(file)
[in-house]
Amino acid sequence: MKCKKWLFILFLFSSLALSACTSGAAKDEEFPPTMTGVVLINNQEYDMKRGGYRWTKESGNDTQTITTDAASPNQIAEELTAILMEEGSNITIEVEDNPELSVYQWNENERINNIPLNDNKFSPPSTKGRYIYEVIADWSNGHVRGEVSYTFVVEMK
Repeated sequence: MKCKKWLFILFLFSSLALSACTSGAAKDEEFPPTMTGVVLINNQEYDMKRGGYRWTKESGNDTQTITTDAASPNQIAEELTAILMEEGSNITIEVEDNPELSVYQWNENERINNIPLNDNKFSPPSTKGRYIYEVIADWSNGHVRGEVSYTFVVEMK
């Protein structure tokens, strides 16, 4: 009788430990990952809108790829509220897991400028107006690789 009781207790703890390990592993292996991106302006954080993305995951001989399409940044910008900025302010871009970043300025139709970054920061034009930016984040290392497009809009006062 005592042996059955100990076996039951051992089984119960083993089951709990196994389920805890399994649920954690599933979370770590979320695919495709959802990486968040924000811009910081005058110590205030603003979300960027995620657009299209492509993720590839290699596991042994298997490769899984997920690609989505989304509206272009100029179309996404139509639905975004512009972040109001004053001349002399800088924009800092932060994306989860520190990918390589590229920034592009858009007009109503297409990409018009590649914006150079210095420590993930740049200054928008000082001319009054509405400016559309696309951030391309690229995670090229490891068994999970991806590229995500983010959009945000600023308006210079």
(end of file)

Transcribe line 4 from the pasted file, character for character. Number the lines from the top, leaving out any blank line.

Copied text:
């Protein structure tokens, strides 16, 4: 009788430990990952809108790829509220897991400028107006690789 009781207790703890390990592993292996991106302006954080993305995951001989399409940044910008900025302010871009970043300025139709970054920061034009930016984040290392497009809009006062 005592042996059955100990076996039951051992089984119960083993089951709990196994389920805890399994649920954690599933979370770590979320695919495709959802990486968040924000811009910081005058110590205030603003979300960027995620657009299209492509993720590839290699596991042994298997490769899984997920690609989505989304509206272009100029179309996404139509639905975004512009972040109001004053001349002399800088924009800092932060994306989860520190990918390589590229920034592009858009007009109503297409990409018009590649914006150079210095420590993930740049200054928008000082001319009054509405400016559309696309951030391309690229995670090229490891068994999970991806590229995500983010959009945000600023308006210079």